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The new normalcy of a black president

The smaller crowd on the Mall this year was a sign of progress. Having a black president is normal enough now that thousands of us felt free to blow off his inauguration.
/ Source: Melissa Harris Perry

The smaller crowd on the Mall this year was a sign of progress. Having a black president is normal enough now that thousands of us felt free to blow off his inauguration.

There was a moment during the inauguration when my attention shifted from the spectacle of a president being sworn in, his elegant wife holding the bible as he took the oath of office to something far less notable. The National Mall was filled with citizens who had come from across the country to witness this ritual, but those aerial shots from above the mall also revealed crowds notably smaller than they were four years ago. The truth, as always, is in the numbers.

Despite relatively warm weather and signs that the nation is slowly emerging from its economic doldrums the number of attendees today was only about a third as large as the throng that braved arctic temperatures to witness the 2009 inauguration. The cynical perspective would see those numbers as a barometer for the president’s falling appeal, a reflection of his diminished electoral standing or feeble mandate. But I saw those smaller crowds as a signpost of progress: we’ve reached a point where a black presidency is normal enough that large numbers of us can blow off his inauguration.

This time four years ago I arrived on the national mall at 5 a.m. I huddled against the cold with complete strangers for seven hours for a single reason: to be able to tell my grandchildren I saw the first black president sworn in. Today, after giving serious consideration to a last-minute trip to the nation’s capital, I watched it on television. That decision conjured memories of my parents telling me about the era when they would rush home any time there was an African American on television. Nat King Cole’s short-lived variety show was required viewing not simply because he was a talented entertainer but because a black entertainer on TV represented a kind of success by proxy for all of us.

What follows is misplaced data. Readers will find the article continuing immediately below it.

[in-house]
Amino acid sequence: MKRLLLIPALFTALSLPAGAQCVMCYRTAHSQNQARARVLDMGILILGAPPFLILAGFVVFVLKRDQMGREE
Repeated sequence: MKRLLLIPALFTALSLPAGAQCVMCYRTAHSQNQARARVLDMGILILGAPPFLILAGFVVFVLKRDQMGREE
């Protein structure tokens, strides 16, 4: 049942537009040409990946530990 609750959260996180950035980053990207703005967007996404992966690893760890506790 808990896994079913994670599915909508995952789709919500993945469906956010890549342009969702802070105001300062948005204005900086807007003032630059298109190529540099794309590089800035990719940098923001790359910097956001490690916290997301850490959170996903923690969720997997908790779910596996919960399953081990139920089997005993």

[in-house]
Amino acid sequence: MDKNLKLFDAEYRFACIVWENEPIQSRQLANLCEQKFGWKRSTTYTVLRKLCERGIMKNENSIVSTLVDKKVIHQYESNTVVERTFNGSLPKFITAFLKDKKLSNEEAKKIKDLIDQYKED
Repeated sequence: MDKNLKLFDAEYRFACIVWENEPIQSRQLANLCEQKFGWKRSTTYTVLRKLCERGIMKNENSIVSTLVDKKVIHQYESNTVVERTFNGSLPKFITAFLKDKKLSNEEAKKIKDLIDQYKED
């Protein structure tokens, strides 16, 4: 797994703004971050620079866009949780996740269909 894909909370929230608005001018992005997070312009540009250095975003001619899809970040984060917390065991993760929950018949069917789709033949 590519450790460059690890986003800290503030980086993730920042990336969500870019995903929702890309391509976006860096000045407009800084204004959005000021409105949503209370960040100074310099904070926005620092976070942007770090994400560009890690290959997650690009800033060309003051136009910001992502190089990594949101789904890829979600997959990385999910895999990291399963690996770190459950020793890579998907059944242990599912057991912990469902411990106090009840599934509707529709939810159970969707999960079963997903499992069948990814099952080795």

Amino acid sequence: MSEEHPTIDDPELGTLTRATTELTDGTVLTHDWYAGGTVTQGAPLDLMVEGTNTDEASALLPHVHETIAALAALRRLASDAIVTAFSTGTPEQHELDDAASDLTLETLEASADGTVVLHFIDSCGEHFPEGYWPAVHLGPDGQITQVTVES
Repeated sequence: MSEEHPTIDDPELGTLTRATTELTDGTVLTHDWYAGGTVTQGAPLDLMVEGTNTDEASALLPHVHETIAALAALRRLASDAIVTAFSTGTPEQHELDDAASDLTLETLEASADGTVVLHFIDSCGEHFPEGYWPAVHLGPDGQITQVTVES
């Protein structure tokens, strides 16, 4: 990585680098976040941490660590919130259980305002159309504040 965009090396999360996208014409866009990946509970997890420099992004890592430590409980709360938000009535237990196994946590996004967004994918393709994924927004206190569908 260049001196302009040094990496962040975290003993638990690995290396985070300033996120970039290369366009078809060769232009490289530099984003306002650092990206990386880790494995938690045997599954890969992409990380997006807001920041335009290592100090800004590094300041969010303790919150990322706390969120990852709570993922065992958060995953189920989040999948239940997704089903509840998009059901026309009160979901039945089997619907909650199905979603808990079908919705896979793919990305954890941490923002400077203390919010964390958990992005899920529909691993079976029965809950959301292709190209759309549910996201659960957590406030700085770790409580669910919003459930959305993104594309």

President Obama’s legacy is inescapably tied to the history of race in this country. A century from now discussions of his presidency will likely still be prefaced by the words “first black.” Race has long been the axis around which a good deal of our national history revolves. But if anything, the diminished numbers on the mall suggest that we have the capacity to think of him beyond those terms.

Were this fiction, the inauguration of a black president on the day we officially celebrate Martin Luther King Jr. Day would seem too heavy-handed to be credible. Yet it is significant in ways we have yet to consider. Throughout the 2008 race black support for Obama was frequently dismissed as simple racial allegiance while white support was commonly maligned as liberal guilt or an attempt to purchase absolution for racism at the ballot box. The story was never that simple: “racial allegiance” failed to generate much black support for Al Sharpton, Alan Keyes, Shirley Chisholm or other black presidential candidacies. And during his historic 1984 presidential campaign Jesse Jackson failed to garner the endorsements of black leadership–even many of those who’d fought in the trenches of the civil rights movement with him. Few considered that the content of Obama’s character was far more important than the color of his skin for black voters during the 2008 election.

During the 2012 election, strategists suspected that the novelty of electing a black voter had worn off and we could expect diminished turnout across the board but especially among black voters. Yet we saw record turnout in communities of color on Election Day.That fewer of those people made the trip to Washington D.C. suggests they were thinking about their interests, not symbolism, in the voting booth. In the next four years those voters will expect their president to address immigration, climate change, the lagging recovery among blacks and Latinos and the menace of gun violence in our cities. The fact that he’s black will not exactly be an afterthought but it will matter far less than his actual accomplishments.

Symbolism fades; accomplishments endure. That might not have been the change most of us anticipated four years ago but it could well be the most important.

Jelani Cobb is author of  The Substance of Hope: Barack Obama and the Paradox of Progress. For more on the president and race, see the discussion below from Sunday’s Melissa Harris-Perry.